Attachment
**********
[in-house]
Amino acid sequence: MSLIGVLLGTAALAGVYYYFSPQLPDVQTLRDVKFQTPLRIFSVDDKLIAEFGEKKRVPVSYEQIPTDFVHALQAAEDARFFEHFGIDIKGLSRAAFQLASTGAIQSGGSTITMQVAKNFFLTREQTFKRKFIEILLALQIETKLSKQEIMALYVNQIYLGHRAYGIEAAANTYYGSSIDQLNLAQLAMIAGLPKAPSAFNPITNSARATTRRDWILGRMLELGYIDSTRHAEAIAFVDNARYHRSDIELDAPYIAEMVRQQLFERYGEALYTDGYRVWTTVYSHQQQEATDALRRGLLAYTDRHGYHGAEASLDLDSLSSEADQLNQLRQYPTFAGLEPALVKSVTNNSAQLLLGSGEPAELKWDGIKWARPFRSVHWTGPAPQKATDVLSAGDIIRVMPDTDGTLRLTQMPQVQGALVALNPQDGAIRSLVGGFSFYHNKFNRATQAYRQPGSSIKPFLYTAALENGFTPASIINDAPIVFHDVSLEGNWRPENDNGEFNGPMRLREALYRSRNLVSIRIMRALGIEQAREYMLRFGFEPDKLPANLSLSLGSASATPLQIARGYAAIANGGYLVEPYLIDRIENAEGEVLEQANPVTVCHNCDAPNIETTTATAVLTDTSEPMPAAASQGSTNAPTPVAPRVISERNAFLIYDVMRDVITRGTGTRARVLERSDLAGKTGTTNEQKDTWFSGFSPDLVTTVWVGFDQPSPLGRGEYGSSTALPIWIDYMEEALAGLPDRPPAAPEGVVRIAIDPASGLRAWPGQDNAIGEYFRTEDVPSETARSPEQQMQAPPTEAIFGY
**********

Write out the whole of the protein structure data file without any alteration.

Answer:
[in-house]
Amino acid sequence: MSLIGVLLGTAALAGVYYYFSPQLPDVQTLRDVKFQTPLRIFSVDDKLIAEFGEKKRVPVSYEQIPTDFVHALQAAEDARFFEHFGIDIKGLSRAAFQLASTGAIQSGGSTITMQVAKNFFLTREQTFKRKFIEILLALQIETKLSKQEIMALYVNQIYLGHRAYGIEAAANTYYGSSIDQLNLAQLAMIAGLPKAPSAFNPITNSARATTRRDWILGRMLELGYIDSTRHAEAIAFVDNARYHRSDIELDAPYIAEMVRQQLFERYGEALYTDGYRVWTTVYSHQQQEATDALRRGLLAYTDRHGYHGAEASLDLDSLSSEADQLNQLRQYPTFAGLEPALVKSVTNNSAQLLLGSGEPAELKWDGIKWARPFRSVHWTGPAPQKATDVLSAGDIIRVMPDTDGTLRLTQMPQVQGALVALNPQDGAIRSLVGGFSFYHNKFNRATQAYRQPGSSIKPFLYTAALENGFTPASIINDAPIVFHDVSLEGNWRPENDNGEFNGPMRLREALYRSRNLVSIRIMRALGIEQAREYMLRFGFEPDKLPANLSLSLGSASATPLQIARGYAAIANGGYLVEPYLIDRIENAEGEVLEQANPVTVCHNCDAPNIETTTATAVLTDTSEPMPAAASQGSTNAPTPVAPRVISERNAFLIYDVMRDVITRGTGTRARVLERSDLAGKTGTTNEQKDTWFSGFSPDLVTTVWVGFDQPSPLGRGEYGSSTALPIWIDYMEEALAGLPDRPPAAPEGVVRIAIDPASGLRAWPGQDNAIGEYFRTEDVPSETARSPEQQMQAPPTEAIFGY